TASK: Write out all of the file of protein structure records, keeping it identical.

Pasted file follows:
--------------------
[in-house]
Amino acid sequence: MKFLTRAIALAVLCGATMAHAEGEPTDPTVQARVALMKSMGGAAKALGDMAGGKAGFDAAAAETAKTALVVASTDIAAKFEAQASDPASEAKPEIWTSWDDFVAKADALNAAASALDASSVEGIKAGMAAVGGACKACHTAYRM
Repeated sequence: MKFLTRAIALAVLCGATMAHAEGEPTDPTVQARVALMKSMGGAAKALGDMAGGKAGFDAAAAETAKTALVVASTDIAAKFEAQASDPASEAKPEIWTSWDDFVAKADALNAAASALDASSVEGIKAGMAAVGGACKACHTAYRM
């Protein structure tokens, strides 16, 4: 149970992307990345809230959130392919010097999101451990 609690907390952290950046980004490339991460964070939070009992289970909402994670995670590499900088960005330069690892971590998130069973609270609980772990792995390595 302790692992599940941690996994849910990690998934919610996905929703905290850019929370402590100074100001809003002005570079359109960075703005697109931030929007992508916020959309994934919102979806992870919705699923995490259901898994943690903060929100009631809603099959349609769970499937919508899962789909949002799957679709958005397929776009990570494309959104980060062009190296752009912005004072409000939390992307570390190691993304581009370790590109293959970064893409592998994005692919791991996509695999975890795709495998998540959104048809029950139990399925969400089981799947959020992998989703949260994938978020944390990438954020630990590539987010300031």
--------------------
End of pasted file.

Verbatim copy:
[in-house]
Amino acid sequence: MKFLTRAIALAVLCGATMAHAEGEPTDPTVQARVALMKSMGGAAKALGDMAGGKAGFDAAAAETAKTALVVASTDIAAKFEAQASDPASEAKPEIWTSWDDFVAKADALNAAASALDASSVEGIKAGMAAVGGACKACHTAYRM
Repeated sequence: MKFLTRAIALAVLCGATMAHAEGEPTDPTVQARVALMKSMGGAAKALGDMAGGKAGFDAAAAETAKTALVVASTDIAAKFEAQASDPASEAKPEIWTSWDDFVAKADALNAAASALDASSVEGIKAGMAAVGGACKACHTAYRM
């Protein structure tokens, strides 16, 4: 149970992307990345809230959130392919010097999101451990 609690907390952290950046980004490339991460964070939070009992289970909402994670995670590499900088960005330069690892971590998130069973609270609980772990792995390595 302790692992599940941690996994849910990690998934919610996905929703905290850019929370402590100074100001809003002005570079359109960075703005697109931030929007992508916020959309994934919102979806992870919705699923995490259901898994943690903060929100009631809603099959349609769970499937919508899962789909949002799957679709958005397929776009990570494309959104980060062009190296752009912005004072409000939390992307570390190691993304581009370790590109293959970064893409592998994005692919791991996509695999975890795709495998998540959104048809029950139990399925969400089981799947959020992998989703949260994938978020944390990438954020630990590539987010300031």